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Quora CEO’s role in firing of Sam Altman

College essays read by AI, Microsoft winner or loser in OpenAI chaos, @sama might return, and more

Welcome to Daily Zaps — Here’s what we got for you today: 🙌

  • 😭 Quora CEO’s role in firing of Sam Altman

  • ☮️ @sama might return as CEO

  • 🏆 MSFT winner or loser from OpenAI chaos?

  • 🔖 Should AI read college essays?

  • 🔗 Other tech news

Let’s get right into it!

Quora CEO’s role in firing of Sam Altman

D’Angelo has been seeking to raise new money for the venture from tech investors in recent months, people familiar with the matter said. “Most of Quora’s energy is going toward Poe,” he said at a recent developer talk.

Following Altman's removal, Adam D'Angelo actively recruited tech leaders to fill the role and exerted significant influence in board discussions. He faces immense pressure from industry peers and employees to reverse Altman's termination, with employees threatening to leave for Microsoft and investors considering legal action.

@sama might return as CEO

OpenAI's board of directors is reportedly in discussions with Sam Altman about his potential return as CEO this week. The talks involve Quora CEO Adam D'Angelo, a current board member, and possibly others. Various scenarios are being considered, including Altman returning as a director on a transitional board or as part of a new board, potentially alongside Bret Taylor, former Salesforce Inc. co-CEO.

Investors like Thrive Capital, Khosla Ventures, Tiger Global Management, and Sequoia Capital are pushing for Altman's return, aiming to resolve the management crisis before Thanksgiving to reduce uncertainty among OpenAI employees.

Sam Altman's potential return to OpenAI would likely involve demands for significant managerial and governance changes, a condition shared by many OpenAI supporters, including Microsoft. OpenAI's management has been engaged in discussions with Altman, the board, and interim CEO Emmett Shear to reunify the company.

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MSFT winner or loser from OpenAI chaos?

Cloudflare CEO, Matthew Prince, believes the recent events surrounding OpenAI have not been favorable for Microsoft. Before the upheaval, Microsoft had invested approximately $11 billion in OpenAI, reaping most of its benefits while maintaining distance for regulatory purposes and avoiding accountability for any issues with OpenAI's technology. However, after these events, Microsoft's position has deteriorated significantly. They faced the risk of losing their substantial investment, making them appear imprudent without effective governance controls.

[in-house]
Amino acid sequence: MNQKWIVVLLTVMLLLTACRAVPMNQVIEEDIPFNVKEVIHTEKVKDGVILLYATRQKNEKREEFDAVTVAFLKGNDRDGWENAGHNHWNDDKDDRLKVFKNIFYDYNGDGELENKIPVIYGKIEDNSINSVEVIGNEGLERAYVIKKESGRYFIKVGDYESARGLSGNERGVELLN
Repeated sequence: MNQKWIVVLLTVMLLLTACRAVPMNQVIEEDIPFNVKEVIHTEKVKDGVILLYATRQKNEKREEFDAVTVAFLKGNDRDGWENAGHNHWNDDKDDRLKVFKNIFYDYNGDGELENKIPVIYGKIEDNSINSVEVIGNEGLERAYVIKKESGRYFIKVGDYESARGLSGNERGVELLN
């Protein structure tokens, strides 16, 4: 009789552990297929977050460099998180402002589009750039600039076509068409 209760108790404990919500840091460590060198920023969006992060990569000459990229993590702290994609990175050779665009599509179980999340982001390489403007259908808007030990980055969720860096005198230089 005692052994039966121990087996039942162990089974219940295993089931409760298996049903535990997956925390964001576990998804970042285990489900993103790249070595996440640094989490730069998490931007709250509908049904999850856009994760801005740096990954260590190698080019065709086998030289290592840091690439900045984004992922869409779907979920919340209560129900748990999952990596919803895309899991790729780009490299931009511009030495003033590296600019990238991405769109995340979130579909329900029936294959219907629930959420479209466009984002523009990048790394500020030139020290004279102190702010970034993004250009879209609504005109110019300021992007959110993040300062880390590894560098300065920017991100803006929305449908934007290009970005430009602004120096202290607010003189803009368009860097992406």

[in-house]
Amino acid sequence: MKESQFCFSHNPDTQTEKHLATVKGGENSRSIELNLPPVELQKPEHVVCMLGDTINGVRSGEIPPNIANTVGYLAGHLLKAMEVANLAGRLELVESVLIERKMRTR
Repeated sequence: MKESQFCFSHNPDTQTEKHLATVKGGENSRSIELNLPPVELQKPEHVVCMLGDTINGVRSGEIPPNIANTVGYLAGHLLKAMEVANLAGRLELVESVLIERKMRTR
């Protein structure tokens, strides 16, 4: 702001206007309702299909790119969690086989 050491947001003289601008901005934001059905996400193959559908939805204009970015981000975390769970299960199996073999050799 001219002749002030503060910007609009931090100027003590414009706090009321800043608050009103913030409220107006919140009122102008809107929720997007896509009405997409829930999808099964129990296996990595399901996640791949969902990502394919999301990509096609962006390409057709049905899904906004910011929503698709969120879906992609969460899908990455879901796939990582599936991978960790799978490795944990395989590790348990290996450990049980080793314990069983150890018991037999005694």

Although they may hire some of OpenAI's talent, this move doesn't provide substantial additional value and exposes them to reputational and execution risks. The likelihood of senior OpenAI members remaining at Microsoft in the long term is diminishing, as the company's bureaucratic machinery may stifle their independence and motivation. This situation has been detrimental to both Microsoft and OpenAI, with no clear winners in sight, and it may not improve for Microsoft in the foreseeable future, turning what was once a call option on an asset into ownership of a fraction of the asset itself.

Should AI read college essays?

In a recent study led by researchers from CU Boulder and the University of Pennsylvania, artificial intelligence tools were developed to analyze college application essays and identify key personal traits, such as leadership and perseverance, without exhibiting algorithmic bias based on race or gender. The research aimed to demonstrate that AI could be utilized in the admissions process without perpetuating biases.

The study emphasized that these AI tools should complement, rather than replace, experienced admissions officers. While they are not currently in use at any college, they have the potential to assist admissions officers in identifying promising students who might otherwise go unnoticed among a large pool of applicants. The researchers advocate for transparency in AI decision-making, allowing individuals to assess the AI's reliability and make informed judgments.

In case you’re interested — we’ve got a bunch of cool AI tools listed over at Daily Zaps AI hub. If you have any cool tools to share, feel free to submit them or get in touch with us by replying to this email.

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